The other loop of a dog’s head halter, the one that goes high up on the scruff of his neck, is also dense with nerve endings. His mother will clamp down there to grasp and then transport her pup from one place to another. It has the effect of relaxing the dog, letting him know that he is being taken care of by someone else. This area around a dog’s upper neck is referred to as the “leader point” or “relaxation point.” When tension is applied with a tug on the leash, an impression is made on the maternal point and the leader point at the same time, causing the dog not only to pay attention to you but also to relax.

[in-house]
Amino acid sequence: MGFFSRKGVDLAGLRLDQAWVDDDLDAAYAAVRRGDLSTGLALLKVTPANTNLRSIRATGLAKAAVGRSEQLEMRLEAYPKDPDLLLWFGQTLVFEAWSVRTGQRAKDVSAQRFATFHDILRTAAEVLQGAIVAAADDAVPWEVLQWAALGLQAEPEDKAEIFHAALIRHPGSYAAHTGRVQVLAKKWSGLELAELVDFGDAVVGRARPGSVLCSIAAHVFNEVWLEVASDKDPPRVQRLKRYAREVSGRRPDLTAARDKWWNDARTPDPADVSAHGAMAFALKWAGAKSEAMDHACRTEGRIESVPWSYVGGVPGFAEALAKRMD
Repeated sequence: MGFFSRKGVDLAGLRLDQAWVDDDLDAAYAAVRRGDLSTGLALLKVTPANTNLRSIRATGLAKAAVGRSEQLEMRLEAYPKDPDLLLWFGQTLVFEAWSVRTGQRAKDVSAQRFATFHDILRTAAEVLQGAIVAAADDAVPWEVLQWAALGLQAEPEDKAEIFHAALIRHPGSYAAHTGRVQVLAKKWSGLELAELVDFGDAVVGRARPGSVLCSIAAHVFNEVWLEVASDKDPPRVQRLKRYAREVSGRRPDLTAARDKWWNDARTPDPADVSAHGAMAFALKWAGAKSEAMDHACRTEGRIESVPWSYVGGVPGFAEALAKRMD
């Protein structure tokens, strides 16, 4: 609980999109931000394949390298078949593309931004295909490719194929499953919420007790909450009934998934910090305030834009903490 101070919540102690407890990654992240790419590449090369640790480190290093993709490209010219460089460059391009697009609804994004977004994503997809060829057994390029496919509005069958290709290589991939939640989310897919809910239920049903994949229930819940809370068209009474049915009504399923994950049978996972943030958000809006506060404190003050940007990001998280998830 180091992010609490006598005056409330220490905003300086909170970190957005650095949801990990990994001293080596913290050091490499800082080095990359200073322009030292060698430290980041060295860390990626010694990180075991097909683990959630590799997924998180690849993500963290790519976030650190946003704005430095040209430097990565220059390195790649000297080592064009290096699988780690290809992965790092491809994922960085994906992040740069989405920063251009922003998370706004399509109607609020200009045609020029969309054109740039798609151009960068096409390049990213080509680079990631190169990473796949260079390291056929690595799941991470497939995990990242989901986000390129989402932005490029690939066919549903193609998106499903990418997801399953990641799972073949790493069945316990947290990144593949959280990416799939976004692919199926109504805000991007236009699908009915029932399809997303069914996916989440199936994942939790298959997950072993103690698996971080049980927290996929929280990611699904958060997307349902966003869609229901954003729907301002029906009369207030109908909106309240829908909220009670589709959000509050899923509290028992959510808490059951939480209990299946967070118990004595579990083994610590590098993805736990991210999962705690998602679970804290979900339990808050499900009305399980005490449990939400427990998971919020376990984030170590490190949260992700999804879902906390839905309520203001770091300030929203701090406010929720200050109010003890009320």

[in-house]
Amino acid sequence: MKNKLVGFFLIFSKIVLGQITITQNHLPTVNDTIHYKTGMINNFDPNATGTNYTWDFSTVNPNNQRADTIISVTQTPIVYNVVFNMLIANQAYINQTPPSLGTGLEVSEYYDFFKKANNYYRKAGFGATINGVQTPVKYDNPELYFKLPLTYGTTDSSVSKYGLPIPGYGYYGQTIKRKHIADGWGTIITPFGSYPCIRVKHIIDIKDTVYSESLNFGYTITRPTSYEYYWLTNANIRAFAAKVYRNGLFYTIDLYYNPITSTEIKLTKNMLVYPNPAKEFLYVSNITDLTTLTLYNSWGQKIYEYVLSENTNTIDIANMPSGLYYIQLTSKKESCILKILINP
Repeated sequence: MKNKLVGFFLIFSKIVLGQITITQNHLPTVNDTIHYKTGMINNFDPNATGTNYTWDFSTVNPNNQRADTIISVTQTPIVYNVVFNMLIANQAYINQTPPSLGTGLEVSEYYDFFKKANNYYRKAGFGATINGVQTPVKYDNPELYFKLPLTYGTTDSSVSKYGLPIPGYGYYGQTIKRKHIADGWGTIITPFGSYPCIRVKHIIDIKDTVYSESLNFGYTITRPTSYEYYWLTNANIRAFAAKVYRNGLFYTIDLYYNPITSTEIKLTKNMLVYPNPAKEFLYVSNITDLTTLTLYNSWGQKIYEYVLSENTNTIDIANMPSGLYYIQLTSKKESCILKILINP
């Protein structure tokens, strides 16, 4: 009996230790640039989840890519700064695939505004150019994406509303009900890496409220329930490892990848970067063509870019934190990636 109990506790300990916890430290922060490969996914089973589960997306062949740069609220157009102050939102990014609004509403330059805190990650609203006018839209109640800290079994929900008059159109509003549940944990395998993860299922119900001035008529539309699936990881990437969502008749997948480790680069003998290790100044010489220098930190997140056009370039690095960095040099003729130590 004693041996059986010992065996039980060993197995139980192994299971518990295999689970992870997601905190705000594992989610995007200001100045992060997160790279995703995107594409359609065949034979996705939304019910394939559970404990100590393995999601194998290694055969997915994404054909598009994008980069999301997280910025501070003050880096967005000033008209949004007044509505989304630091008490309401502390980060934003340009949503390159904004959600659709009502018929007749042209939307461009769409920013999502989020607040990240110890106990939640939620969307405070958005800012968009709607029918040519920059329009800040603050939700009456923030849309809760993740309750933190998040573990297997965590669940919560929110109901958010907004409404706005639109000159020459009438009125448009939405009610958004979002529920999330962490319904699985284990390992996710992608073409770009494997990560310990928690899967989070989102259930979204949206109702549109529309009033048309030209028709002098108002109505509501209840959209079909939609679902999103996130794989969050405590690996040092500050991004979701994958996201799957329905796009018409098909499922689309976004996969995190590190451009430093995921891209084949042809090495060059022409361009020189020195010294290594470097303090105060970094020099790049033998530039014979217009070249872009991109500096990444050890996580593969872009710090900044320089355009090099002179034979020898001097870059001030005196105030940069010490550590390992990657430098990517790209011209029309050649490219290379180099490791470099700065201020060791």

The effect is often so immediate that many dogs who are notorious tuggers, always lunging and dragging their owners with no respect, stop pulling after three to four minutes. “It’s like power steering,” Dr. Dodman says. In many cases, instead of being brought into a tug of war, all you have to do is stand still. You don’t even have to pull up on the lead. If the dog is trying to pull you forward, the tension on his nose will automatically cause him to turn his head and make him look up at you. If he’s hanging back, it’s the neck strap that will tense. He’ll auto-correct within 10 or 20 seconds, much sooner once he gets the hang of it, either by walking back to you or forward to you to release the tension. At that point you can tell him what a good boy he is. (You don’t need him to “heel” precisely beside your feet like a little soldier. That’s only for show dogs. You just want him to keep pace with you and walk with a loose lead.)